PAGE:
The Largest Political Machine
by Walter Russell Mead at the American Interest
At first glance, today’s Wall Street Journal piece on teachers donating vast sums of money to outside political groups hardly comes as a surprise. Unions in both the public and private sectors are well known for organizing and donating money to favored candidates and political groups.
Yet some of these donations appear to go beyond what would be expected from a union’s lobbying arm. In addition to the expected donations to Democratic politicians and labor groups in which the unions have a clear interest, union money is also going to groups with more of a social agenda, including gay rights activists and other civil-rights organizations:
Some of the spending that the two teachers unions identified to the Labor Department as “political and lobbying” activities from fiscal 2007 through fiscal 2011 went to election consultants, voter mobilization and advertising. Additional millions went to PACs that donate almost entirely to Democratic candidates and committees. Dozens of other organizations that promote a range of issues—women’s rights groups, organizations backing African-American, Hispanic and Asian-American civil rights, and think tanks producing pro-union economic studies—also received money, according to a review of the documents by The Wall Street Journal.
Some of the contributions provide indirect political benefit to the unions, by fostering allies among progressive groups. This has helped give teachers widespread political clout on Capitol Hill and in statehouses, and has made them nearly indispensable to the Democratic Party.
While the revelations made in this article are hardly a shock, understanding the role of the public sector unions in political donations is key to understanding the functioning of the modern American Left. The deep pockets of teachers unions and other public sector unions provide the financial infrastructure that keeps the Left in business.
It’s the ultimate political machine. Teachers’ unions lobby elected officials to get more money and benefits for their members. The voting clout that the unions have in state and local politics makes it easy for politicians to give them what they want—even if it is more than the city can actually afford. As a result, many cities are now struggling with high pension promises that they are in no position to keep. Many cities are now hoping to scale some of these pensions back, but the union machine continues to fight such measures even as the pensions become unsustainable. Many find that the unions are just too powerful to fight.
But this is only one side of the machine. With the dues money that they get, teachers unions and other public sector unions fund a large infrastructure of other, generally left-leaning, political groups. These groups help pressure politicians to give the unions the benefits and salary agreements they want, even in circumstances where this may be only tangential to the organization’s core mission. The unions’ pockets are deep, and union leaders often have the political savvy to use their funds to create a broader alliance to support their interests.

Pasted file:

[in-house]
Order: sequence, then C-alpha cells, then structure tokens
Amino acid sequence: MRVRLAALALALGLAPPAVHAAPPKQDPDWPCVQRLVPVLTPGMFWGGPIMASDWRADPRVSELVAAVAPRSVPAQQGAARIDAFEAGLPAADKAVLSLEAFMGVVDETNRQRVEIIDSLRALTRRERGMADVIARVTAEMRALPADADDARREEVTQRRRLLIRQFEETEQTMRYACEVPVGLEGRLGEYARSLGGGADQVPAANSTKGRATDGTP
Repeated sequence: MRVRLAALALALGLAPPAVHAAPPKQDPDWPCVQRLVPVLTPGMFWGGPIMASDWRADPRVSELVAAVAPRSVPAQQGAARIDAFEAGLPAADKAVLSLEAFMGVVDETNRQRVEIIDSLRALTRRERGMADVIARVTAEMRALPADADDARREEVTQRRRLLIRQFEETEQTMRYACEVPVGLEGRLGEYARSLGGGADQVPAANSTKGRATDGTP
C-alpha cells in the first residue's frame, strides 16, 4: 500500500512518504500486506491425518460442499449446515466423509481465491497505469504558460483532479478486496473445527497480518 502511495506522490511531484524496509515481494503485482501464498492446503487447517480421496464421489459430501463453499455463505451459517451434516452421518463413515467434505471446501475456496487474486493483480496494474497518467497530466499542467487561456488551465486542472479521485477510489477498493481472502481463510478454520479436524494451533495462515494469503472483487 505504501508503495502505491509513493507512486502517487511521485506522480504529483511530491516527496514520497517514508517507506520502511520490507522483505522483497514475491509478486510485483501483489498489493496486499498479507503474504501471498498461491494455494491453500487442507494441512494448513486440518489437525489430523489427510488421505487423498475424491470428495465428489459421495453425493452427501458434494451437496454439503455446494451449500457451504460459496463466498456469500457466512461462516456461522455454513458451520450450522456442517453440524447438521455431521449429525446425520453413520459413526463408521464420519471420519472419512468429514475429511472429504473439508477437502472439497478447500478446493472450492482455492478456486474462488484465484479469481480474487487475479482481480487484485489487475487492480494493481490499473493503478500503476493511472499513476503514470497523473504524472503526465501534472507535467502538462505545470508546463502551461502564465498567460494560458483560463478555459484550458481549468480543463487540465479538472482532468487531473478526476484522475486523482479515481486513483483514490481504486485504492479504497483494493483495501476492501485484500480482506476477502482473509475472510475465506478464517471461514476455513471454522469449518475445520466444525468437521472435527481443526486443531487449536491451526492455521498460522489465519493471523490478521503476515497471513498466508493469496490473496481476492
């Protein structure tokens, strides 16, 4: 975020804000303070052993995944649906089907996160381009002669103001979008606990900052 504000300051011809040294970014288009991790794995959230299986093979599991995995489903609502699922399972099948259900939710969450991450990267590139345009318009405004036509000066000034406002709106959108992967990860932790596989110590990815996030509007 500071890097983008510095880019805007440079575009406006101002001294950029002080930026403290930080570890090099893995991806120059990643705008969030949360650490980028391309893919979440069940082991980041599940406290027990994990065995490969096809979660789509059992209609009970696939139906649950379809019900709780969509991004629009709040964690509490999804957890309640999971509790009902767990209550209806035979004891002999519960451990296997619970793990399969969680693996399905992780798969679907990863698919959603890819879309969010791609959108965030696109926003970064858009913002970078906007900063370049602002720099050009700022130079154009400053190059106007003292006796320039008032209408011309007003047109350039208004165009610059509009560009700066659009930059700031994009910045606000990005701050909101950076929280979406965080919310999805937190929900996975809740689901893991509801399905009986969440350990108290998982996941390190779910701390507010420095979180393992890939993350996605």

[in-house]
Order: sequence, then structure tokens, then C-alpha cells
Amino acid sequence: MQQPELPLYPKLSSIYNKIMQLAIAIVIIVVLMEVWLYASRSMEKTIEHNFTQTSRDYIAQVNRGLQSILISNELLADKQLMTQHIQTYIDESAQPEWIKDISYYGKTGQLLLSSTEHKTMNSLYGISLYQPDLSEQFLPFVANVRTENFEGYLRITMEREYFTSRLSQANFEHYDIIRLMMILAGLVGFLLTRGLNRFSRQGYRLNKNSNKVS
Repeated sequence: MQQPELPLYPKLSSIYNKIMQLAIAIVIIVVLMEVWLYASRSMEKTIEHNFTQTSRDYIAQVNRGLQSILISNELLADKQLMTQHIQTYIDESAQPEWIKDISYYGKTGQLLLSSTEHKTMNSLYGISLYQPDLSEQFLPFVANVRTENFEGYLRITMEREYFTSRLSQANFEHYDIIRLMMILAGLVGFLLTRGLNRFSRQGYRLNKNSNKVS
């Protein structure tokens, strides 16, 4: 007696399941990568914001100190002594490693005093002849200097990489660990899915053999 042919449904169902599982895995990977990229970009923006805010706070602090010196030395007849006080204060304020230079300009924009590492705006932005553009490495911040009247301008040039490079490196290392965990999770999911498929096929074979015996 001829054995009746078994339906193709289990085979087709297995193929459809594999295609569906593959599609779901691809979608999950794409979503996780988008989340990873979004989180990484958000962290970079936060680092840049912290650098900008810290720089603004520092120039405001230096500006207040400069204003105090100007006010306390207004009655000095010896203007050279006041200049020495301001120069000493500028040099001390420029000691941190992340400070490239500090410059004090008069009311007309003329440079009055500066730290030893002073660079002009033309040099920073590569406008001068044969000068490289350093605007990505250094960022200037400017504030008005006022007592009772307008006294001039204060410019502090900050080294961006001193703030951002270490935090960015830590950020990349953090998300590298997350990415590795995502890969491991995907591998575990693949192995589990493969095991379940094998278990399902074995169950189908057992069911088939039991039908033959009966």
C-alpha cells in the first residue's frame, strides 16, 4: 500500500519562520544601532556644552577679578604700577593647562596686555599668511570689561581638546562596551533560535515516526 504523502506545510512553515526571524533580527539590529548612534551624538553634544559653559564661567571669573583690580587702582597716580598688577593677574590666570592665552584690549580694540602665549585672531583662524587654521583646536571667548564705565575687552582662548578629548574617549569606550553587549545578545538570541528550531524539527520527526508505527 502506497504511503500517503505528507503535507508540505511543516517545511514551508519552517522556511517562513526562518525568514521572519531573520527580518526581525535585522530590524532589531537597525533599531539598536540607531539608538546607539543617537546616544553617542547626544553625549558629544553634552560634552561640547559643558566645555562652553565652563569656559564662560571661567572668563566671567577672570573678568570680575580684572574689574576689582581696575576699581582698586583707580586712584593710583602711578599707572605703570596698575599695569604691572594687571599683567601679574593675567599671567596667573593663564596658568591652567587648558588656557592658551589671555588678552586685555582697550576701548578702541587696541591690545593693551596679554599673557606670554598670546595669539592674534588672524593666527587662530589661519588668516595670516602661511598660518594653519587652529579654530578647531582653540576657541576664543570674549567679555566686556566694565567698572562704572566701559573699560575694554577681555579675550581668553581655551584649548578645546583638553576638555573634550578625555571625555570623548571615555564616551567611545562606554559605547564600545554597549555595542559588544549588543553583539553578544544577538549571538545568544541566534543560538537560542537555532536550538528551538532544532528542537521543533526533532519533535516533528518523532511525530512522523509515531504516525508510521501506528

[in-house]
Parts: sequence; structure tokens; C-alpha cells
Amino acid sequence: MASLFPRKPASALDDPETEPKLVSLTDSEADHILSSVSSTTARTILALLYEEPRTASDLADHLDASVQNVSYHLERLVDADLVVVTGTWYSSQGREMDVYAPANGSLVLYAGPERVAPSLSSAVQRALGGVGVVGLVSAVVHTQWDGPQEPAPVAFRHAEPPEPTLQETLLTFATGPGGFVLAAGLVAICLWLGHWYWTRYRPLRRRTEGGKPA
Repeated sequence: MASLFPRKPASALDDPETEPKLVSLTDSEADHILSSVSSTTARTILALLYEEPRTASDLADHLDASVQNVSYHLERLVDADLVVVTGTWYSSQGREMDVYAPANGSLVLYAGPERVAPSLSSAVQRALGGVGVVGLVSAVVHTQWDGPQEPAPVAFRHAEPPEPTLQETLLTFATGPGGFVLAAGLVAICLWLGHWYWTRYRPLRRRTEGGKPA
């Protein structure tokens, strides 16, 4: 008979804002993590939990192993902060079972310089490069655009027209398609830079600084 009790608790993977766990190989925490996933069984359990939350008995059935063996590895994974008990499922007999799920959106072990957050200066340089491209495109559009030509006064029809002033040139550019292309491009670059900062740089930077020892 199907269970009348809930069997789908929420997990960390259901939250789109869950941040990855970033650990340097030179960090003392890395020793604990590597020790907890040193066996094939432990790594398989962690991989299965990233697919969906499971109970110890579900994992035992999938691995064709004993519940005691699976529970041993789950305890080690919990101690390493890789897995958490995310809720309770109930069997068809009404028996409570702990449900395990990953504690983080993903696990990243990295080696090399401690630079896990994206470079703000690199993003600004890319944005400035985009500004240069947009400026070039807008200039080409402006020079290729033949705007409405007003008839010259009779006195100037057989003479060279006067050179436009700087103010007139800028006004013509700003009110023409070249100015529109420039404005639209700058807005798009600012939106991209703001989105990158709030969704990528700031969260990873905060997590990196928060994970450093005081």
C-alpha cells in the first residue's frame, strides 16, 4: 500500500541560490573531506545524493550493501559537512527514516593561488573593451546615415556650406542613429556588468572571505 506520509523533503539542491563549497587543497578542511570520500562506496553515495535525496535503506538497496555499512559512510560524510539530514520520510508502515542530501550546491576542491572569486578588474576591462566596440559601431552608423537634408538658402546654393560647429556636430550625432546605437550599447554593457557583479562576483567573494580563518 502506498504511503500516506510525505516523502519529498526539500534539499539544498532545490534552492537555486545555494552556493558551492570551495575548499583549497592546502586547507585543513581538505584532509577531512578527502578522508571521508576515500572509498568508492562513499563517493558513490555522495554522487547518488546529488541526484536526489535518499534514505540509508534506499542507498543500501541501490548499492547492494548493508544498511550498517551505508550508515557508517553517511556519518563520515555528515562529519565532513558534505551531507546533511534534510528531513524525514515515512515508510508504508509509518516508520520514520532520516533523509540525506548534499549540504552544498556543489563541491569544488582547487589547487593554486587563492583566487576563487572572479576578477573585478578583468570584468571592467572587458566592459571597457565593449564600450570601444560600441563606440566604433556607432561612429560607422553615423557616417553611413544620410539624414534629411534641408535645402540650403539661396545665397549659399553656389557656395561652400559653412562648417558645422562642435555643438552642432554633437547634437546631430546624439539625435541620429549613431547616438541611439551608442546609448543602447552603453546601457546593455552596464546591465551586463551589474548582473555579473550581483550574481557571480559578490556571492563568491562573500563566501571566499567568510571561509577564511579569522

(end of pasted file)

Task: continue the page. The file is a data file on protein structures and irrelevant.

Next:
The Walker reforms in Wisconsin are a direct threat to this powerful machine. That is why they were so strongly resisted.
Yet while these political battles often dominate state politics, their impact is much smaller at the federal level. Most laws about public-sector unions continue to be decided by the states, and most of the most important battles over union power will be held at statehouses rather than the U.S. Capitol.
This is not to say that the unions are ignoring the federal government. State and local governments, often by law, have to balance their budgets each year, limiting the size of the pay increases and pension promises that the unions can extract. The federal government, however, is under no such constraint, and unions are only too happy to use federal spending to circumvent the fiscal constraints of state and local government. Unions take a strong interest in battles over how many teachers and firefighters and police the federal government should pay for in state and local governments; more federal involvement means more money, which means more jobs with higher benefits.
Though the union political machine has lost power and prestige since its mid-century heyday, it remains one of the strongest forces on the Left in terms of fundraising and political organization. The fight over the future of public sector unions may be the most important political battle in the United States today.